Why We Aren’t Publishing The Onion This Year

[fb_button] by Katie McCreedy, Editor-in-Chief

The Broadcaster is taking a break from our beloved, 16-year tradition of producing “The Onion”, a satirical April Fools edition. Every year, staff writers take the opportunity to flex their comedic muscles and produce wildly hilarious articles satirizing school events. Among our most popular was an article suggesting that Mike Rice, the abusive basketball coach from Rutgers University, would be taking over our high school basketball program. Parents called the school outraged, only to discover that the article was facetious. I note, however, that The Onion is clearly titled with an unusual, green heading, and that there is an actual, satirical publication called The Onion, so most of our readers are well informed that these articles are written for the purpose of playful humor.

Humor is a core tradition for The Broadcaster dating back to the earliest publications in the 1940s, where staff writers would produce humorous articles entitled the “Funny Papers”. Our goal as an organization even is, and always has been, to inform the public on school news, encourage student journalism, and to foster an enjoyment of writing in our local community. We want to celebrate student talent and encourage Morristown residents to derive enjoyment from it. But, unfortunately, this tradition needs to take a pause because of a viral disease plaguing modern news…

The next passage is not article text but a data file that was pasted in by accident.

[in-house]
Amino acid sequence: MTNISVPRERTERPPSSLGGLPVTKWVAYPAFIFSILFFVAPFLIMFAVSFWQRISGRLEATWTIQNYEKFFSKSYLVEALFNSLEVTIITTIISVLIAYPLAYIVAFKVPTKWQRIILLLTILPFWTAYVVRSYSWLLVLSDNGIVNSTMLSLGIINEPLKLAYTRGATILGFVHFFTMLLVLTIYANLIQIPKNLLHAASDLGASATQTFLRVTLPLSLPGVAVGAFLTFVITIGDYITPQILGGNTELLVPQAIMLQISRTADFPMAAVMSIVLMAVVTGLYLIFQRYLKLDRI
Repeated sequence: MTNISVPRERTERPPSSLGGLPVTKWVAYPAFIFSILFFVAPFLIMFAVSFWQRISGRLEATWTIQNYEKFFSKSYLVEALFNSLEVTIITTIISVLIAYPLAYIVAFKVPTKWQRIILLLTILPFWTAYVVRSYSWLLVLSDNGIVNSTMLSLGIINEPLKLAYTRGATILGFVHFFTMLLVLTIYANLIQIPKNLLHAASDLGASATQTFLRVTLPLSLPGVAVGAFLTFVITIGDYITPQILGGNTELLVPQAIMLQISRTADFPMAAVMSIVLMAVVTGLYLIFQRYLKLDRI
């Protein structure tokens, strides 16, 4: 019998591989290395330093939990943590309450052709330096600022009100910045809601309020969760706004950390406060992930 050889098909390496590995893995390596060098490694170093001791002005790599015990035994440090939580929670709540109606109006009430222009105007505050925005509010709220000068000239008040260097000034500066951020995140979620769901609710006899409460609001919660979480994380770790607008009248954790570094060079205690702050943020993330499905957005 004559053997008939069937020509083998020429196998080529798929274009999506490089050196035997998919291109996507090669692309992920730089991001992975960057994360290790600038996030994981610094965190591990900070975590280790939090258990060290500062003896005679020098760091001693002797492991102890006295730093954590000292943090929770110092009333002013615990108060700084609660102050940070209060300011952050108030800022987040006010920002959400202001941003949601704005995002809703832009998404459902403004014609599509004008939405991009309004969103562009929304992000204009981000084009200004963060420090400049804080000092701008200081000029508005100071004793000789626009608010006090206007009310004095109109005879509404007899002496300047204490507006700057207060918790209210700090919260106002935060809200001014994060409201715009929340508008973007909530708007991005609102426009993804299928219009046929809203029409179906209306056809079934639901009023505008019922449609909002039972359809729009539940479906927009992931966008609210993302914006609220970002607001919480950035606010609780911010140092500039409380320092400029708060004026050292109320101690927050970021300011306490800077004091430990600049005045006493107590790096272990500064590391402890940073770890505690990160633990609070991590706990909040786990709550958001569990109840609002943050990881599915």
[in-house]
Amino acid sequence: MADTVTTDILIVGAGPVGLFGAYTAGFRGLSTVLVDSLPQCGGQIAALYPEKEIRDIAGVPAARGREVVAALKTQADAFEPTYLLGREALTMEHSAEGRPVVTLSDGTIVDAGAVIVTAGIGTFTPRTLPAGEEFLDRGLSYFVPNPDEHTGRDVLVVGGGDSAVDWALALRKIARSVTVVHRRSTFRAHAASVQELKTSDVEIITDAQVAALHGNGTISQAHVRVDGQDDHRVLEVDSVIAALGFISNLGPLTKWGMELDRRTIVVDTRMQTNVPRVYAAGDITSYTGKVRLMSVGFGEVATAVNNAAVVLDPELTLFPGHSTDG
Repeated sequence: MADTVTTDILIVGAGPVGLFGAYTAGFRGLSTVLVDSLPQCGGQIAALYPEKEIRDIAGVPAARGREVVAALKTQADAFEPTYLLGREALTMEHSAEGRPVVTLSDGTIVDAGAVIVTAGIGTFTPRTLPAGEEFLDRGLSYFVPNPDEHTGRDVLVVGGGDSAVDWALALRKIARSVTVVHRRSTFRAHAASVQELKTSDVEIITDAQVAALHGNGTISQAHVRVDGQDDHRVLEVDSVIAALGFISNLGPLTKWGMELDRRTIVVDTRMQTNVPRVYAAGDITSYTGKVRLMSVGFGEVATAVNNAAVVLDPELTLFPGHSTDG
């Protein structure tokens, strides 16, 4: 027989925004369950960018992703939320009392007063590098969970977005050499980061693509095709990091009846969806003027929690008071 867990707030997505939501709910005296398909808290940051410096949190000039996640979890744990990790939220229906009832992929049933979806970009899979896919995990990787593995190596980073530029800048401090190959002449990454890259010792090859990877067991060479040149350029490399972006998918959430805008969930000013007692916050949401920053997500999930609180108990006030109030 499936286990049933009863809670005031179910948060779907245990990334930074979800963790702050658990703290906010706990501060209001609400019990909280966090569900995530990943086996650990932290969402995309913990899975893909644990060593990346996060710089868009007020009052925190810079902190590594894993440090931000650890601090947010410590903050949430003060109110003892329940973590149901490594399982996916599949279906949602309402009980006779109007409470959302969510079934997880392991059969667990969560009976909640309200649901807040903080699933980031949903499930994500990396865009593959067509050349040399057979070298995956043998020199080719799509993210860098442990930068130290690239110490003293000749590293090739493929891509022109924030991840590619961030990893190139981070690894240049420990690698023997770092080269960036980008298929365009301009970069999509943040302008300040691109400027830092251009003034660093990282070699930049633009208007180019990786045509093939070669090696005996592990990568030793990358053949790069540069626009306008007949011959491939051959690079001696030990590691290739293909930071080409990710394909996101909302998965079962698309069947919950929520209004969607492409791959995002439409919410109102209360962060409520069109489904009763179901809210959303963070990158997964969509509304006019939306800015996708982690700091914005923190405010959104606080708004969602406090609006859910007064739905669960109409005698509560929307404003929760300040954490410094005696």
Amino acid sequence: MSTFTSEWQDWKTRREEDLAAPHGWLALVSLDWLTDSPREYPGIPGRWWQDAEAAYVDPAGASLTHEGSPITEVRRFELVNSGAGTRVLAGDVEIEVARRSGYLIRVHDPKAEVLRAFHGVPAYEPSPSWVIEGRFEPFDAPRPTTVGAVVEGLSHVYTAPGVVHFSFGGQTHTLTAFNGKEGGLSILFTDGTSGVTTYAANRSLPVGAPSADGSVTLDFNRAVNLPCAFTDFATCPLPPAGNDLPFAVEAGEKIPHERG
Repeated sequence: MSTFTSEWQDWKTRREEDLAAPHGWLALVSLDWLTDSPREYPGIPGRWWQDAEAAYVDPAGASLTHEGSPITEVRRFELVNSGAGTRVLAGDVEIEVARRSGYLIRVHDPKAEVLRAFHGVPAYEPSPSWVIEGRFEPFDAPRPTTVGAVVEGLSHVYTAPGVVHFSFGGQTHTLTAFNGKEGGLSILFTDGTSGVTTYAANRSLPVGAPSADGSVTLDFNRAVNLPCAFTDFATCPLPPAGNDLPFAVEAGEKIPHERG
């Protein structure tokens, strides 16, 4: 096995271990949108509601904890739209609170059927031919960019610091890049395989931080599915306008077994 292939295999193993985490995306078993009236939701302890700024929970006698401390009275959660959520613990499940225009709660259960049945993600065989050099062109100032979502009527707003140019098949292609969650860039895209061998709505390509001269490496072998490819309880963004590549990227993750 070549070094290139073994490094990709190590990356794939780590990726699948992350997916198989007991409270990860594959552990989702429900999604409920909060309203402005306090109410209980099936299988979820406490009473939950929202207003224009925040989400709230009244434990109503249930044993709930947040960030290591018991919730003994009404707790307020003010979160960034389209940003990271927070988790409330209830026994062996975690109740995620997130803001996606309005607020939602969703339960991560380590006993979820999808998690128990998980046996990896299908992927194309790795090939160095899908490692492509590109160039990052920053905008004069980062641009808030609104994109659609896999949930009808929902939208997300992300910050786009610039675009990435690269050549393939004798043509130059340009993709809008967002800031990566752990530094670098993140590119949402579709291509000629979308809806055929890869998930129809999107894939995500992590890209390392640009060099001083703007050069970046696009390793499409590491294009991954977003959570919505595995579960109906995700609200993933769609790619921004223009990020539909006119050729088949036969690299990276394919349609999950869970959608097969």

Fake news.

As we wrote earlier in the year, we do not stand for fake news. Through the microcosm of social media, writers and bloggers are taking advantage of readers and producing false, unfactual articles to encourage readers to click on them. Large amounts of clicks on an article bring in revenue to websites, and thus these sadistic journalists make money off of the misfortune of their readers. These articles then get shared and thousands of individuals take harmful, incorrect information about politics and world news to be true simply because it’s on the internet. Fake news skyrocketed during the presidential election this fall, with hundreds of thousands of users sharing false articles about the candidates written by bloggers with the sole purpose of garnering clicks.

Unfortunately, our Onion falls too closely in line with “tricking” readers into believing false information, despite our efforts to make it clear that these are satirical articles. We don’t want to support fake news in any way. So, until this epidemic quells, we are refraining from potentially adding to the pool of confusing news out there.

For the time being, please read through our archive of Onion articles. And be sure to check your sources when sharing an article to ensure that they are factual and reliable.


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